How Coco Chanel Designed Her Logo


Fashion designer Coco Chanel is famous for her timeless designs and her iconic monogram logo that she designed herself. A huge influence on how the fashion of the roaring ‘20s looked, she became a much-revered style icon, known for her simple yet sophisticated outfits, paired with accessories like strands of pearls. Chanel invented the ‘little black dress’ and pioneered the wearing of trousers, always putting an emphasis on making clothes that were more comfortable for women.


Coco Chanel was born Gabrielle Bonheur Chanel on August 19, 1883, in Saumur, France. Her early years weren’t glamorous. Age 12, after her mother’s death, Chanel was put in an orphanage by her father, who worked as a peddler. Chanel was raised by nuns who taught her how to sew, a skill she would use to make her career. Her nickname came from another occupation entirely. During her brief time as a singer, Chanel performed in clubs where she was called “Coco.” The name comes from one of the songs she used to sing, and Chanel herself said that it was a “shortened version of cocotte, the French word for ‘kept woman’.”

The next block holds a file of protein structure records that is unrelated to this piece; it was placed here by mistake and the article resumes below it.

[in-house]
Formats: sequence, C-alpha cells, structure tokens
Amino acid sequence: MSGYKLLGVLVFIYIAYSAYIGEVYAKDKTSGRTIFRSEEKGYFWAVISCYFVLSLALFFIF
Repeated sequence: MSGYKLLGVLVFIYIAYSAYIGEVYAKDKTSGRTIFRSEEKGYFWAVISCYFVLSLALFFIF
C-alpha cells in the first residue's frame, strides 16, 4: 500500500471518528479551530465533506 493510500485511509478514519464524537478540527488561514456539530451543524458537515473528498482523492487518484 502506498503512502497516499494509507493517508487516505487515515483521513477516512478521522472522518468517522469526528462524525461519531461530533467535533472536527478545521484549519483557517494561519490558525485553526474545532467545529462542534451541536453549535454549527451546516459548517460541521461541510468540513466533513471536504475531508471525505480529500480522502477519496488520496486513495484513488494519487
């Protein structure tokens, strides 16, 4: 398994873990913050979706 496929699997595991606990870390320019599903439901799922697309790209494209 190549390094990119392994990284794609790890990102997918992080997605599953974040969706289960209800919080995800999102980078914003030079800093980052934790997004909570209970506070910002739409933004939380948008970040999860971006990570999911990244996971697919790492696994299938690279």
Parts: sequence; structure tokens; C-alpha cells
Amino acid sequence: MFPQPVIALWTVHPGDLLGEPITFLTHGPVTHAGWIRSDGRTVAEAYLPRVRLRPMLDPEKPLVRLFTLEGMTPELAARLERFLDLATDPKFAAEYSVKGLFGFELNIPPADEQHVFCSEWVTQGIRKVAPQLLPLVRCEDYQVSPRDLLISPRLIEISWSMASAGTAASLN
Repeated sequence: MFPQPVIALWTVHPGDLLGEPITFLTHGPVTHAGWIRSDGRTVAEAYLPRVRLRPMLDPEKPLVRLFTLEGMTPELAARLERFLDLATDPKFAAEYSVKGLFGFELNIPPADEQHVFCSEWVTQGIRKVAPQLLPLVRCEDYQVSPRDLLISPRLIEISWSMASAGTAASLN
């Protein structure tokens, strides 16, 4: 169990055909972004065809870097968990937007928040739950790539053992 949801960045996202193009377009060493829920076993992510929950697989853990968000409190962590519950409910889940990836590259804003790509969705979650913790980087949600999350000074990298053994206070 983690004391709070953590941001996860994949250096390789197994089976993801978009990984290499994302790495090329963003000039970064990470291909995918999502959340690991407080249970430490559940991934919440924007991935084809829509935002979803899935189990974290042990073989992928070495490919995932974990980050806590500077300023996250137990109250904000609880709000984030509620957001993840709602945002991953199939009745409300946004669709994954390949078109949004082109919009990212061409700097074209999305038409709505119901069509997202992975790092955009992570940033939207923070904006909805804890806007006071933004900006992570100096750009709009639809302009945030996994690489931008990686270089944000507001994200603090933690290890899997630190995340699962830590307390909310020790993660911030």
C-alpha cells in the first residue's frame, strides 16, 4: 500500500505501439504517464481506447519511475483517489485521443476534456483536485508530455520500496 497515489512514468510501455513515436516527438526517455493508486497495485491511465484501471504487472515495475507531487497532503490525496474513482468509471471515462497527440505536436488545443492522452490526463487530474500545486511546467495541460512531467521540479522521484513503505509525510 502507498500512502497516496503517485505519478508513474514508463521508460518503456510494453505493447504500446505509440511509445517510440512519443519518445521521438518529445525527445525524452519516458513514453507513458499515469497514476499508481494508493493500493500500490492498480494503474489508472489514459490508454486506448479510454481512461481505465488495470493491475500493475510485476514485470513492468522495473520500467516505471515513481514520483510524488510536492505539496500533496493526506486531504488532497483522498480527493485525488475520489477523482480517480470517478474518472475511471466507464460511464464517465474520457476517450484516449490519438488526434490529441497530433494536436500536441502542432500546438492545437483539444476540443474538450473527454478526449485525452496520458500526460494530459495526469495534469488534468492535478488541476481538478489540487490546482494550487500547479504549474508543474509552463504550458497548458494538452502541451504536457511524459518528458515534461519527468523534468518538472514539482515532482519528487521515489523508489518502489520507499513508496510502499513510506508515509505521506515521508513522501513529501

Around the age of 20, Chanel opened her first shop, on Paris’ Rue Cambon in 1910, and started out by selling hats. The shop was financed by Chanel’s first love Arthur Capel “Boy”, who became her business partner. Their romantic relationship continued until his tragic death in 1919. Her emotional loss spurred Chanel on, gorwing the business and buying stores in Deauville and Biarritz. It was around this time that Chanel began making clothes. Her first taste of clothing success came from a dress she fashioned out of an old jersey on a chilly day. In response to the many people who asked about where she got the dress, she offered to make one for them. “My fortune is built on that old jersey that I’d put on because it was cold in Deauville,” she once said.